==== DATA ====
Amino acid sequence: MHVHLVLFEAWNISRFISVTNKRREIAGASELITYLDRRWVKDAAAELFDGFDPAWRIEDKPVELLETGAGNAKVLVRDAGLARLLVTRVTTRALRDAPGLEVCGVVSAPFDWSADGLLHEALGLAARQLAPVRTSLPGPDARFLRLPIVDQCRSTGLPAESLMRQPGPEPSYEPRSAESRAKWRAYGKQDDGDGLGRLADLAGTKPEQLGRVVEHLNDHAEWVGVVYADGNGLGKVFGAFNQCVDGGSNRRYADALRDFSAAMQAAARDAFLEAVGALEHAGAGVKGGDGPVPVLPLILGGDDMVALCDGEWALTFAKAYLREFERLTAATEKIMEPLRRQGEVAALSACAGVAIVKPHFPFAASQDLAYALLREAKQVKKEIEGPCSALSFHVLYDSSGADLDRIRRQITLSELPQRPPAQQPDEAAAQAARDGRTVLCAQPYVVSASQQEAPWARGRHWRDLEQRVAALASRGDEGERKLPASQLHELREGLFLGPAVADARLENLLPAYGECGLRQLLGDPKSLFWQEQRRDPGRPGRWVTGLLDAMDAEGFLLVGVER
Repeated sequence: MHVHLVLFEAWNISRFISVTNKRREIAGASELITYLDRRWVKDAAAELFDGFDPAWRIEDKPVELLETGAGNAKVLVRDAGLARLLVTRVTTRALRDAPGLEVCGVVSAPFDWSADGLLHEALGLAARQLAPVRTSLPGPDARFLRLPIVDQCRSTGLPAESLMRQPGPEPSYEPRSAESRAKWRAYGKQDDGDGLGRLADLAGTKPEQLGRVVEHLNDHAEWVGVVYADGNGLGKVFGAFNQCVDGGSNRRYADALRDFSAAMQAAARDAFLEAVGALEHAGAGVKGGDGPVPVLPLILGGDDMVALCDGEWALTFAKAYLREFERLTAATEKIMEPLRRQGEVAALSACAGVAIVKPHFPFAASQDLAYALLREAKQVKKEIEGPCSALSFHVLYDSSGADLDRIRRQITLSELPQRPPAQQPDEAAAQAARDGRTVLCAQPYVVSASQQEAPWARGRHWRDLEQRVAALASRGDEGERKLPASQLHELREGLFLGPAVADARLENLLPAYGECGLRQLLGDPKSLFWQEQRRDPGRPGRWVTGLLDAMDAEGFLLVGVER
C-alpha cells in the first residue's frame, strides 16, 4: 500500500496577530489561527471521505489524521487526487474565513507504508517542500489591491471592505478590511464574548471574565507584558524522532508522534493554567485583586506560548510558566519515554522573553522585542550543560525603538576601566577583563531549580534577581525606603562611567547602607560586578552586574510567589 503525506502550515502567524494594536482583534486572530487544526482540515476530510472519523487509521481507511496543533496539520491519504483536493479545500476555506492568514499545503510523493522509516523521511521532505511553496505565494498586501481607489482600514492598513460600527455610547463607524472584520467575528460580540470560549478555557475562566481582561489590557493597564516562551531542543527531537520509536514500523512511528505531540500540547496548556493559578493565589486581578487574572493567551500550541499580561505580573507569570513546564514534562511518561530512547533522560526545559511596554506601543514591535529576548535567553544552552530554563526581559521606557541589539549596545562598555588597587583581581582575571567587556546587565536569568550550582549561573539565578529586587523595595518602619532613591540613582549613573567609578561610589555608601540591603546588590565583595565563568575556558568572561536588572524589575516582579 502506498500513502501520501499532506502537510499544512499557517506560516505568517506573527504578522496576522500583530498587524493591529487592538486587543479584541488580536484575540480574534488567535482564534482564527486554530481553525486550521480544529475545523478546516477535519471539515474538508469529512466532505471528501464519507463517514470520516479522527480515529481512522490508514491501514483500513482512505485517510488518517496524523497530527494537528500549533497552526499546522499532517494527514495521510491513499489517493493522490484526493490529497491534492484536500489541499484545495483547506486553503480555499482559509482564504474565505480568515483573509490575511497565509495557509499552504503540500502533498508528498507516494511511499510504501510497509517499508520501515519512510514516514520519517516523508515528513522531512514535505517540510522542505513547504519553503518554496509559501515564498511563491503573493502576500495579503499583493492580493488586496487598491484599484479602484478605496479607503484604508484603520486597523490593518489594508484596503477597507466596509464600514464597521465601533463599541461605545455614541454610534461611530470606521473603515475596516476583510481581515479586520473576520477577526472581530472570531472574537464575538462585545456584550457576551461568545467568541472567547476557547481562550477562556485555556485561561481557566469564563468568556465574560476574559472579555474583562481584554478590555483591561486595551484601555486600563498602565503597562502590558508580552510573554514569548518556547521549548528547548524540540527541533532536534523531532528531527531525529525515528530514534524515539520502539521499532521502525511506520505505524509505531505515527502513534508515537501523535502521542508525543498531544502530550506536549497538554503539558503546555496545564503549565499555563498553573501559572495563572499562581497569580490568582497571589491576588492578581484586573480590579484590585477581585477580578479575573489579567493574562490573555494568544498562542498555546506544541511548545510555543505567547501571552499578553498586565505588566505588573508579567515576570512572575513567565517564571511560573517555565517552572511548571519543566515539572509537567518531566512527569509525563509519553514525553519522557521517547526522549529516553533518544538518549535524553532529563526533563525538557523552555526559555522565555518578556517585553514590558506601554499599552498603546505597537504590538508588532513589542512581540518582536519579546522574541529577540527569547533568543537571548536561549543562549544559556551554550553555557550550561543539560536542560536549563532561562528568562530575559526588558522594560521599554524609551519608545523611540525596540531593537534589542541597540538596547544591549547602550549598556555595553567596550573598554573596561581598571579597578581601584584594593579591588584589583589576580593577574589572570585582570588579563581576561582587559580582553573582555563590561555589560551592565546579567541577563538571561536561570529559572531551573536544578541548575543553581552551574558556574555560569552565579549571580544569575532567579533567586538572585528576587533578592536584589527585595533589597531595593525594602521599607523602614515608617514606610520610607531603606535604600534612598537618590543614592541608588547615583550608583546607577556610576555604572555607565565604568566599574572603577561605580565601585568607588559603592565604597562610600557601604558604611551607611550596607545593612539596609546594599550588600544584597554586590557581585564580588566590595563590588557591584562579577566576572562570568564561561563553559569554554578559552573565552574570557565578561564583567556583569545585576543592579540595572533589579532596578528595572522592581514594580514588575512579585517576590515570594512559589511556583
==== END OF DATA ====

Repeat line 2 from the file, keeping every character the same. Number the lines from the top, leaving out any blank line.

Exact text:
Repeated sequence: MHVHLVLFEAWNISRFISVTNKRREIAGASELITYLDRRWVKDAAAELFDGFDPAWRIEDKPVELLETGAGNAKVLVRDAGLARLLVTRVTTRALRDAPGLEVCGVVSAPFDWSADGLLHEALGLAARQLAPVRTSLPGPDARFLRLPIVDQCRSTGLPAESLMRQPGPEPSYEPRSAESRAKWRAYGKQDDGDGLGRLADLAGTKPEQLGRVVEHLNDHAEWVGVVYADGNGLGKVFGAFNQCVDGGSNRRYADALRDFSAAMQAAARDAFLEAVGALEHAGAGVKGGDGPVPVLPLILGGDDMVALCDGEWALTFAKAYLREFERLTAATEKIMEPLRRQGEVAALSACAGVAIVKPHFPFAASQDLAYALLREAKQVKKEIEGPCSALSFHVLYDSSGADLDRIRRQITLSELPQRPPAQQPDEAAAQAARDGRTVLCAQPYVVSASQQEAPWARGRHWRDLEQRVAALASRGDEGERKLPASQLHELREGLFLGPAVADARLENLLPAYGECGLRQLLGDPKSLFWQEQRRDPGRPGRWVTGLLDAMDAEGFLLVGVER